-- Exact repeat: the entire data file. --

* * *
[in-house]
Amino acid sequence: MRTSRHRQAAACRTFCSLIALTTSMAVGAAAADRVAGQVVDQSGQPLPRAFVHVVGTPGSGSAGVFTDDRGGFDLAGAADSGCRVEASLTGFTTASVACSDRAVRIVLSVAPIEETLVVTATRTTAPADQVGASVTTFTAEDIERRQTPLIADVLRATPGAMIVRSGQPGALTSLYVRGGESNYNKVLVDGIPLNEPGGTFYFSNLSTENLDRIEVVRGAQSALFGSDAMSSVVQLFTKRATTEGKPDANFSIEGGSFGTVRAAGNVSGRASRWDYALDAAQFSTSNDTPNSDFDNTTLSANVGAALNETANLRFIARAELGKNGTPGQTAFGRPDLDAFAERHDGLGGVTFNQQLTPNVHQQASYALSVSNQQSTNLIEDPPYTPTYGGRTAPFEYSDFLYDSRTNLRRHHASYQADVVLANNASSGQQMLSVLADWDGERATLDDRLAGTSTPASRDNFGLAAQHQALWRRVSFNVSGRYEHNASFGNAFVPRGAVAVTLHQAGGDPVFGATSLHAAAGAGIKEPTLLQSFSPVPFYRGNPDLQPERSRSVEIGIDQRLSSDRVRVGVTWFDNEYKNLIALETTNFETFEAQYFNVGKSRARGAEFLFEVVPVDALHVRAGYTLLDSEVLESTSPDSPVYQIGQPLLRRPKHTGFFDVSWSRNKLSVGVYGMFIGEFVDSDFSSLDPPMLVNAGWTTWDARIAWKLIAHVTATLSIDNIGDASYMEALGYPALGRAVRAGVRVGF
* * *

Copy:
[in-house]
Amino acid sequence: MRTSRHRQAAACRTFCSLIALTTSMAVGAAAADRVAGQVVDQSGQPLPRAFVHVVGTPGSGSAGVFTDDRGGFDLAGAADSGCRVEASLTGFTTASVACSDRAVRIVLSVAPIEETLVVTATRTTAPADQVGASVTTFTAEDIERRQTPLIADVLRATPGAMIVRSGQPGALTSLYVRGGESNYNKVLVDGIPLNEPGGTFYFSNLSTENLDRIEVVRGAQSALFGSDAMSSVVQLFTKRATTEGKPDANFSIEGGSFGTVRAAGNVSGRASRWDYALDAAQFSTSNDTPNSDFDNTTLSANVGAALNETANLRFIARAELGKNGTPGQTAFGRPDLDAFAERHDGLGGVTFNQQLTPNVHQQASYALSVSNQQSTNLIEDPPYTPTYGGRTAPFEYSDFLYDSRTNLRRHHASYQADVVLANNASSGQQMLSVLADWDGERATLDDRLAGTSTPASRDNFGLAAQHQALWRRVSFNVSGRYEHNASFGNAFVPRGAVAVTLHQAGGDPVFGATSLHAAAGAGIKEPTLLQSFSPVPFYRGNPDLQPERSRSVEIGIDQRLSSDRVRVGVTWFDNEYKNLIALETTNFETFEAQYFNVGKSRARGAEFLFEVVPVDALHVRAGYTLLDSEVLESTSPDSPVYQIGQPLLRRPKHTGFFDVSWSRNKLSVGVYGMFIGEFVDSDFSSLDPPMLVNAGWTTWDARIAWKLIAHVTATLSIDNIGDASYMEALGYPALGRAVRAGVRVGF